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Lessons in Avoiding an Issue

Silverstein refuses to address the points raised in this post, since I won’t spend 30 minutes of my time reading his blog. Convenient.

 

Despite not reading my post, he feels confident enough to suggest I have lost any moral authority based on this feedback from one of his commenters:

On Dave’s site, he replies that he has no problem with the killing of civilians to bag a terrorist:

 

While I am always opposed to the deliberate killing of innocent people, and saddened by any loss of innocent life, this does not mean that I oppose all targeted killings where innocent people are inadvertently killed. It depends on the situation.

 

And with that, I believe Dave has lost any moral authority he claims to hold. It is better that ten guilty men go free then to let one innocent man be convicted. I should hope that the threshold for killing innocents is greater than that for simply jailing innocents.

And this is typical of the Silversteins of the world. Rather than analysing my statement, and intelligently pointing out why, in their opinion, it is not correct, they merely state it is wrong, and therefore I am not to be taken seriously.

 

The issue is not simply one of killing innocent people to kill a terrorist. The issue is of risking the possible deaths of innocent people in order to almost definitely save the lives of innocent people. If a “ticking bomb” terrorist is about to send out terrorists to commit a terrorist act, or commit a terrorist act himself/herself, and preventing him/her from doing so involves some risk to civilians, then my contention is that it may be worth the risk. It all depends on certain factors including the elusiveness of the terrorist, his/her capability to kill innocent people, his/her role, and the opportunity to capture or kill him/her at another point without harming innocents, weighed against the possible number of innocent people that may be killed by attempting the targeted killing.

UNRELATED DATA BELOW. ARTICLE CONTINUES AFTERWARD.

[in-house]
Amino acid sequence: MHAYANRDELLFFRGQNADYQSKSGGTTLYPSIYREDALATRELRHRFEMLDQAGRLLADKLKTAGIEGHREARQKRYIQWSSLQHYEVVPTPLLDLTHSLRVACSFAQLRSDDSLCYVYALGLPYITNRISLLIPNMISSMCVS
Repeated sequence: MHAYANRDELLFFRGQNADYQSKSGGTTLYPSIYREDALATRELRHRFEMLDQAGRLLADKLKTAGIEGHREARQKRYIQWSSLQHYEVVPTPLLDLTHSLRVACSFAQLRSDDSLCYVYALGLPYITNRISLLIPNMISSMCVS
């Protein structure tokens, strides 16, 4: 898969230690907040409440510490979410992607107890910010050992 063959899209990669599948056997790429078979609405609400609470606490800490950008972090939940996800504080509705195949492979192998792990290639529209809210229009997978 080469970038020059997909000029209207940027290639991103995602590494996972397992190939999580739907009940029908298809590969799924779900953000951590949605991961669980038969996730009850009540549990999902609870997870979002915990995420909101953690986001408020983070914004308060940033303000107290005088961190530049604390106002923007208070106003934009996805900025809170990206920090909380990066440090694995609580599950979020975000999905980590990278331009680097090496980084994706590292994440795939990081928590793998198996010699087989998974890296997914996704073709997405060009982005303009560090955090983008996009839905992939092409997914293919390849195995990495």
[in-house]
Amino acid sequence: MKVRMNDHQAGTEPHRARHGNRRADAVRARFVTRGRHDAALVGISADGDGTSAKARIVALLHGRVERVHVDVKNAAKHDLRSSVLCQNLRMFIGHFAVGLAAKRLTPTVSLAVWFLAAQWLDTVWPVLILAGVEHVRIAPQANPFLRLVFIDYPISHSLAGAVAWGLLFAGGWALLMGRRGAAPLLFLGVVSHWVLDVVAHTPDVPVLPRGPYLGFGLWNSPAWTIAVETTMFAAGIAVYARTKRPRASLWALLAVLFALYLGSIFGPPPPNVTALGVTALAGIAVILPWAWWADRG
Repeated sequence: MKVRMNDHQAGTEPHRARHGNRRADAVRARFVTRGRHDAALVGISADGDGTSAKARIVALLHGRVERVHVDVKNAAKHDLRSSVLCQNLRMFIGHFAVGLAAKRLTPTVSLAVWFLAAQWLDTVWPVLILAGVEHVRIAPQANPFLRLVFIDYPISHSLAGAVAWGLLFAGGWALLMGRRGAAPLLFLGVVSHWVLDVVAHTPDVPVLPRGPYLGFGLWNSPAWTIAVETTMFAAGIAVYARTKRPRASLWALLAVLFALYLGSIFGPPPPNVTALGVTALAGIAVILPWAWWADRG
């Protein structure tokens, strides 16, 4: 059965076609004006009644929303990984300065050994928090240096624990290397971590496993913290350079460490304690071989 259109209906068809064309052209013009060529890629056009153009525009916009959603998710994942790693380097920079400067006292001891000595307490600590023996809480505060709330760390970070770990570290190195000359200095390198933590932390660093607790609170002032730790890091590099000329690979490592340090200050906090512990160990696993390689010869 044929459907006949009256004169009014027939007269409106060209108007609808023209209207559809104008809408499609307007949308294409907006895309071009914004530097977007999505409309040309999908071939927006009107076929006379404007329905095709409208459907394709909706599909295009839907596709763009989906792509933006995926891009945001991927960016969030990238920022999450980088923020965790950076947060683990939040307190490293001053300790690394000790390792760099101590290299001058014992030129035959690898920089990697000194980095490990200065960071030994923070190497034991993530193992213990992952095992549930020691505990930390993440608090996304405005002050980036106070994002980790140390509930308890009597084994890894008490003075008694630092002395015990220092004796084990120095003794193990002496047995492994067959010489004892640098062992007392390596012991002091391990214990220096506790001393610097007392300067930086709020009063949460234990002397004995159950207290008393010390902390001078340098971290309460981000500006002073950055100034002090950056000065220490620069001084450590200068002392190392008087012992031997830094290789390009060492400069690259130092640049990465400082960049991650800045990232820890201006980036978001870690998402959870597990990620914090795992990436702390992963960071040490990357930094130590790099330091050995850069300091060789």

The same applies even if the killing of the terrorist would almost certainly kill some civilians. Of course, in such a case, the threshold for executing the targeted killing should be much higher (e.g. the terrorist has proved almost impossible to capture, there is no alternative way to attempt the killing, and the terrorist is about to execute a major attack).

 

A further consideration is the culpability of these “civilians.” Are they knowlingly providing a safe haven for the terrorist, or are they truly innocent? This is not always apparent, but may be, based on intelligence reports.

 

The point is that this is by no means a simple issue as my ideological opponents would have you believe, and deserves far greater consideration than is manifest from their comments. To state that I have lost any moral authority displays great ignorance of the situation, and a very primitive view of “morality.”

 

To illustrate the dilemna, I asked the following: if the allies had Hitler in their scopes and knew they could take him out, but perhaps some German civilians would be killed, would you support such an attempt on his life?

 

Here’s another question: When nations are at war, does one army refrain from firing on the other since they might kill civilians? Or do they do what is necessary to protect their own civilians.

 

Judging by the comments of Silverstein and company, the answer would be a resounding no since “It is better that ten guilty men go free then to let one innocent man be convicted.”

 

I would be interested in your feedback on this issue.

About the author

Picture of David Lange

David Lange

A law school graduate, David Lange transitioned from work in the oil and hi-tech industries into fulltime Israel advocacy. He is a respected commentator and Middle East analyst who has often been cited by the mainstream media
Picture of David Lange

David Lange

A law school graduate, David Lange transitioned from work in the oil and hi-tech industries into fulltime Israel advocacy. He is a respected commentator and Middle East analyst who has often been cited by the mainstream media
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